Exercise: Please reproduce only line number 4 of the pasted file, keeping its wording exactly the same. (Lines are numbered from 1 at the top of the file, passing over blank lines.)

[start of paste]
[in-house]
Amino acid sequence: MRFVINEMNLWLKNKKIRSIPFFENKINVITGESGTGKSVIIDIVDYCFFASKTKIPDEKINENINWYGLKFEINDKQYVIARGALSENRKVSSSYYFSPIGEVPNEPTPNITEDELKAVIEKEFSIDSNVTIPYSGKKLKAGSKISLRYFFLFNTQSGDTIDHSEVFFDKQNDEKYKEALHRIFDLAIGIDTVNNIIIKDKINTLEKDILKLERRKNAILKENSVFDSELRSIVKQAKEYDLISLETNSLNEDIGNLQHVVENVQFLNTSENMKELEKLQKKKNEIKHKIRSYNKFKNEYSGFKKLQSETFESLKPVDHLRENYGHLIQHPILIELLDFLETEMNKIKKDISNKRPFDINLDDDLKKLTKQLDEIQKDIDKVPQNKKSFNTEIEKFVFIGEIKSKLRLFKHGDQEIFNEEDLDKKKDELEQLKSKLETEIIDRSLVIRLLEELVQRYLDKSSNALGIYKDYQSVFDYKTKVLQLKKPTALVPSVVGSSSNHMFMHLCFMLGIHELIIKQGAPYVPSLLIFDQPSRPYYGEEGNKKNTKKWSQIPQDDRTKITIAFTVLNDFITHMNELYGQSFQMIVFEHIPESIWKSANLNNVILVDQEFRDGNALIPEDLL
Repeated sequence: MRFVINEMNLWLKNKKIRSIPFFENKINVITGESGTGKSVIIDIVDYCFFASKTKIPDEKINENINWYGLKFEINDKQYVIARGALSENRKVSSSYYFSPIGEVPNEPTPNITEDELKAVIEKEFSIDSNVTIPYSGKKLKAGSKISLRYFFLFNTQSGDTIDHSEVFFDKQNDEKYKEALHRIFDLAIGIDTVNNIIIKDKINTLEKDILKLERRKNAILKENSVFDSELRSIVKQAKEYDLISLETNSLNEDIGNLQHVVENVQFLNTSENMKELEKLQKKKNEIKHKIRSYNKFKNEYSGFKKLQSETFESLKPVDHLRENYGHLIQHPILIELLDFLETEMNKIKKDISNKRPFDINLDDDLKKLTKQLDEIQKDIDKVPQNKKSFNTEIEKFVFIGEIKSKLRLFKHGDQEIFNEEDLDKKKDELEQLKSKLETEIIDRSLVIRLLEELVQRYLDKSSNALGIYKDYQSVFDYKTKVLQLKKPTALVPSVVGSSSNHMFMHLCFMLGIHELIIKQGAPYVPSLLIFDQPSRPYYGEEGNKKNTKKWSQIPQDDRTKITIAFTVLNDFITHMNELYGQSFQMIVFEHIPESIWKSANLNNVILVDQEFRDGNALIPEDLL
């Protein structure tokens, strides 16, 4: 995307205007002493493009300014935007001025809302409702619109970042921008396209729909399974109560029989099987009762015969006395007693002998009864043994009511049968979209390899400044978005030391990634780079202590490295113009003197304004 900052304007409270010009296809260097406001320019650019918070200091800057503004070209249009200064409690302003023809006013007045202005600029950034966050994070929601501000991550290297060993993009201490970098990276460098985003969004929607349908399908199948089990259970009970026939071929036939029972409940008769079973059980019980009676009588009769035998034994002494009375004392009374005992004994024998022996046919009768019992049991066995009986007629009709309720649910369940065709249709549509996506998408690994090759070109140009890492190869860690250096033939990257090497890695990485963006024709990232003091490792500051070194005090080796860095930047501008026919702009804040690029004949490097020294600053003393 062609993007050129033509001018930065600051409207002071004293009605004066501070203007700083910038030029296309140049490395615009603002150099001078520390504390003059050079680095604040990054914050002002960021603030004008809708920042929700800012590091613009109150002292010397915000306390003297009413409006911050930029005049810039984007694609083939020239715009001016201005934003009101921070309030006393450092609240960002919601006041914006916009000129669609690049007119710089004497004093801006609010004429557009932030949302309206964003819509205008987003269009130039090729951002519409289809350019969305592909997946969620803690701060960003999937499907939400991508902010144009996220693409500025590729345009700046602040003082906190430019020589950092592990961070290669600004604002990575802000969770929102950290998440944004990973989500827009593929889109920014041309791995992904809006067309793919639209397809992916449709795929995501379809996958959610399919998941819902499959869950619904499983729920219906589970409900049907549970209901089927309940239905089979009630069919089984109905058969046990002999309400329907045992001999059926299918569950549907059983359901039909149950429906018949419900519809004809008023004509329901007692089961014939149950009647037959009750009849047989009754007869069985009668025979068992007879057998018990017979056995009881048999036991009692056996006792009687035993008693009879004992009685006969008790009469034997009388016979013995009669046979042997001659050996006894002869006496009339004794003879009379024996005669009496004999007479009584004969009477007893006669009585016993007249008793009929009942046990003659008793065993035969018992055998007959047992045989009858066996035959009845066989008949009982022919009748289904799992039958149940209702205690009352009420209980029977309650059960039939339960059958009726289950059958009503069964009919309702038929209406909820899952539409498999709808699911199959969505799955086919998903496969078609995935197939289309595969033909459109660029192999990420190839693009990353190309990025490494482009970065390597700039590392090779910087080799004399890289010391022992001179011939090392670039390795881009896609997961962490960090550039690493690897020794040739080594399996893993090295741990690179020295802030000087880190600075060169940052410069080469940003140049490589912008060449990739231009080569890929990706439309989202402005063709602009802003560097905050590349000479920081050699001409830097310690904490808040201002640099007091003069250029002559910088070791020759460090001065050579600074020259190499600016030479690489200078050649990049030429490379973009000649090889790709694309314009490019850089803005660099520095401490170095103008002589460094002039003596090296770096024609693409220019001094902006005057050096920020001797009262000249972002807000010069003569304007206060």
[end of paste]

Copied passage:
């Protein structure tokens, strides 16, 4: 995307205007002493493009300014935007001025809302409702619109970042921008396209729909399974109560029989099987009762015969006395007693002998009864043994009511049968979209390899400044978005030391990634780079202590490295113009003197304004 900052304007409270010009296809260097406001320019650019918070200091800057503004070209249009200064409690302003023809006013007045202005600029950034966050994070929601501000991550290297060993993009201490970098990276460098985003969004929607349908399908199948089990259970009970026939071929036939029972409940008769079973059980019980009676009588009769035998034994002494009375004392009374005992004994024998022996046919009768019992049991066995009986007629009709309720649910369940065709249709549509996506998408690994090759070109140009890492190869860690250096033939990257090497890695990485963006024709990232003091490792500051070194005090080796860095930047501008026919702009804040690029004949490097020294600053003393 062609993007050129033509001018930065600051409207002071004293009605004066501070203007700083910038030029296309140049490395615009603002150099001078520390504390003059050079680095604040990054914050002002960021603030004008809708920042929700800012590091613009109150002292010397915000306390003297009413409006911050930029005049810039984007694609083939020239715009001016201005934003009101921070309030006393450092609240960002919601006041914006916009000129669609690049007119710089004497004093801006609010004429557009932030949302309206964003819509205008987003269009130039090729951002519409289809350019969305592909997946969620803690701060960003999937499907939400991508902010144009996220693409500025590729345009700046602040003082906190430019020589950092592990961070290669600004604002990575802000969770929102950290998440944004990973989500827009593929889109920014041309791995992904809006067309793919639209397809992916449709795929995501379809996958959610399919998941819902499959869950619904499983729920219906589970409900049907549970209901089927309940239905089979009630069919089984109905058969046990002999309400329907045992001999059926299918569950549907059983359901039909149950429906018949419900519809004809008023004509329901007692089961014939149950009647037959009750009849047989009754007869069985009668025979068992007879057998018990017979056995009881048999036991009692056996006792009687035993008693009879004992009685006969008790009469034997009388016979013995009669046979042997001659050996006894002869006496009339004794003879009379024996005669009496004999007479009584004969009477007893006669009585016993007249008793009929009942046990003659008793065993035969018992055998007959047992045989009858066996035959009845066989008949009982022919009748289904799992039958149940209702205690009352009420209980029977309650059960039939339960059958009726289950059958009503069964009919309702038929209406909820899952539409498999709808699911199959969505799955086919998903496969078609995935197939289309595969033909459109660029192999990420190839693009990353190309990025490494482009970065390597700039590392090779910087080799004399890289010391022992001179011939090392670039390795881009896609997961962490960090550039690493690897020794040739080594399996893993090295741990690179020295802030000087880190600075060169940052410069080469940003140049490589912008060449990739231009080569890929990706439309989202402005063709602009802003560097905050590349000479920081050699001409830097310690904490808040201002640099007091003069250029002559910088070791020759460090001065050579600074020259190499600016030479690489200078050649990049030429490379973009000649090889790709694309314009490019850089803005660099520095401490170095103008002589460094002039003596090296770096024609693409220019001094902006005057050096920020001797009262000249972002807000010069003569304007206060």